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Is it legal to have asbestos ceilings in a rental property?

On Behalf of | Apr 25, 2024 | Real Estate Law |

Popcorn ceilings, also known as textured or acoustic ceilings, were popular in Florida in the mid-20th century for their sound-dampening and aesthetic properties. However, many popcorn ceilings installed before the 1980s contain asbestos, a mineral fiber known for its heat resistance and durability but also for its harmful health effects when disturbed and inhaled.

If you discover that your rental property contains popcorn ceilings, it is important to determine what responsibilities you may have if you discover they contain asbestos.

Understanding your disclosure requirements

Florida law does not mandate landlords to disclose the presence of asbestos in rental properties. However, you must provide safe living conditions under the implied warranty of habitability. If your tenants develop health problems and can prove you knew about the asbestos, you may be liable.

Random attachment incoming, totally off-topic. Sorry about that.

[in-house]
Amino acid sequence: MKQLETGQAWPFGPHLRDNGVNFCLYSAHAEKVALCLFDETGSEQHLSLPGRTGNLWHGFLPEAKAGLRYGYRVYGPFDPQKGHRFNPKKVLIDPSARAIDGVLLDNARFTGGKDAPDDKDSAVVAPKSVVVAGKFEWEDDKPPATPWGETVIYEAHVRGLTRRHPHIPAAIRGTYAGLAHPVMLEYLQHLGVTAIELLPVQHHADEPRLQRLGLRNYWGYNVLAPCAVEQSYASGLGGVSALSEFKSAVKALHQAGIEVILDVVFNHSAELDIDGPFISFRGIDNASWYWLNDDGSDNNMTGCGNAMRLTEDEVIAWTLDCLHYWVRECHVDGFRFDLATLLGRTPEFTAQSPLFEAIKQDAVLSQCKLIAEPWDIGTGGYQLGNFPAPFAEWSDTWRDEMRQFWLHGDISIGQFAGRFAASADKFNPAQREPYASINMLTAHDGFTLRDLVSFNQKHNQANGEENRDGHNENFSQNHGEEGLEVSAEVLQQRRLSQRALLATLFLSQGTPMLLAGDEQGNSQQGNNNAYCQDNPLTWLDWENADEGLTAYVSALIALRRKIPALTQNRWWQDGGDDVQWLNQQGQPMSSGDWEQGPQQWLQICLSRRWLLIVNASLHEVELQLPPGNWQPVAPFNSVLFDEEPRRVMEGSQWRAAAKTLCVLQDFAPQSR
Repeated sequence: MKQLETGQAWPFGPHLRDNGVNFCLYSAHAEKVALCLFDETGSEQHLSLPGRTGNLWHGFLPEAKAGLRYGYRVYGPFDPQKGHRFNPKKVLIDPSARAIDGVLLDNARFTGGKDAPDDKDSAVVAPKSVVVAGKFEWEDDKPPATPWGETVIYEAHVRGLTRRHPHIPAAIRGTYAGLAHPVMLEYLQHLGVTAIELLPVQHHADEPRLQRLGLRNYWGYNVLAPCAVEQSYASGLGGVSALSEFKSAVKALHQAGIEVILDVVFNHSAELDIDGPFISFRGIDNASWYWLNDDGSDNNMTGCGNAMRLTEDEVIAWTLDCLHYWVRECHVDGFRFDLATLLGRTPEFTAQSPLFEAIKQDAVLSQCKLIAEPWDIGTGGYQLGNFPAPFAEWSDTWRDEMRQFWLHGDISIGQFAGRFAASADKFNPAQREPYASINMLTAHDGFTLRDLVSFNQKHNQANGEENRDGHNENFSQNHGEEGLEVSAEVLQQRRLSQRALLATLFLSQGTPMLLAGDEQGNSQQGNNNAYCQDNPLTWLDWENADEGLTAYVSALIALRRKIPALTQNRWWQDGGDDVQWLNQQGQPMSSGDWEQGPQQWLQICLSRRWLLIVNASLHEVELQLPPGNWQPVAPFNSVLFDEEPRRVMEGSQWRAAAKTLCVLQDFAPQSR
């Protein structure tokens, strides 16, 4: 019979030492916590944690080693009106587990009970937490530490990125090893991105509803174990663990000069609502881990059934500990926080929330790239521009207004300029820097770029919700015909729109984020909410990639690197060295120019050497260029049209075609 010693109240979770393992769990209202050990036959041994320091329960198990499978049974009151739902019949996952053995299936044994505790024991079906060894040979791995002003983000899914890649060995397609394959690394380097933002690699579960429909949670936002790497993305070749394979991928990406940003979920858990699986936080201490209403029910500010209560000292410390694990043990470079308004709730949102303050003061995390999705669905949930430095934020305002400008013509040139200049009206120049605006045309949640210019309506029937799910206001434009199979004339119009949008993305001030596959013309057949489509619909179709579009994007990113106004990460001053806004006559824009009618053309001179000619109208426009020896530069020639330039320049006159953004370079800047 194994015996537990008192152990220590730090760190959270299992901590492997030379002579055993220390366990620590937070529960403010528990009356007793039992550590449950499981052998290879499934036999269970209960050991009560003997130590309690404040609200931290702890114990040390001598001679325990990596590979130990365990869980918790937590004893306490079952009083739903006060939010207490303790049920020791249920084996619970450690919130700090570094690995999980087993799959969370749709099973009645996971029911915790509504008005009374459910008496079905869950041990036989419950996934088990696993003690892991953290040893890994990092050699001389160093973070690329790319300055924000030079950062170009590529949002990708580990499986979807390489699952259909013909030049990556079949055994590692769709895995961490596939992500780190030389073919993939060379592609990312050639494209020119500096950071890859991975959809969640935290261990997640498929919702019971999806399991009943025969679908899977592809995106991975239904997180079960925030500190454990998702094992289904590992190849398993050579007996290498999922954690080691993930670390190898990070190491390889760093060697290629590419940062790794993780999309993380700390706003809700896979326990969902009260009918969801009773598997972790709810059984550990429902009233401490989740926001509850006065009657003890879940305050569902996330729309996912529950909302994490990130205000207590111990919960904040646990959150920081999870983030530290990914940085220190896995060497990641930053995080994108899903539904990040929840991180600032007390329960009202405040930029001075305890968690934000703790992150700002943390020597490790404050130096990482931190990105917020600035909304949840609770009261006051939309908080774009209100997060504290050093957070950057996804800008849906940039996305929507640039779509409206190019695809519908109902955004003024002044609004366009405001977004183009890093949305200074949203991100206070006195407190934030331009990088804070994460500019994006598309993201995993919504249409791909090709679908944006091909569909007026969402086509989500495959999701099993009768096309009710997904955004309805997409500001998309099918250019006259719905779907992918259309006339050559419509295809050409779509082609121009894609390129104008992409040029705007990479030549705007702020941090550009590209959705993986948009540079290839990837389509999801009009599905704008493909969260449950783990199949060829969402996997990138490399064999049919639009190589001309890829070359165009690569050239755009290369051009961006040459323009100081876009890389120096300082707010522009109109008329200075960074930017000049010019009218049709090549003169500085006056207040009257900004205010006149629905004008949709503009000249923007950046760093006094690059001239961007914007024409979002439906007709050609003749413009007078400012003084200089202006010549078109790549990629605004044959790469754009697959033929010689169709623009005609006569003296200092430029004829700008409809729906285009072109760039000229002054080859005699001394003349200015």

Determining whether your ceilings contain asbestos

The most reliable way to determine if your popcorn ceilings contain asbestos is to have a professional asbestos inspector take a sample and analyze it in a laboratory. You can also buy DIY asbestos testing kits, which involve taking a small sample of the popcorn ceiling material and sending it to a laboratory for analysis.

Complying with regulations when renovating

If you decide to remove the ceilings or do other renovations that might disturb them, you must abide by the Asbestos National Emissions Standard for Hazardous Air Pollutants. According to this law, you must take the following steps:

  • Hire a Florida-licensed asbestos consultant to conduct a survey
  • Keep the written survey at the house during renovations
  • Notify the Environmental Protection Agency and the Pinellas County Air Quality Department two weeks before you begin
  • Remove the popcorn ceiling before doing anything that would make asbestos particles airborne

The above regulations are also part of Pinellas County Code, Chapter 58, sec. 58-149(d).

Before removing the ceilings, find out whether you might be exempt from having to notify the EPA. In the meantime, letting your tenants know not to clean or otherwise disturb the ceilings might help lessen your liability.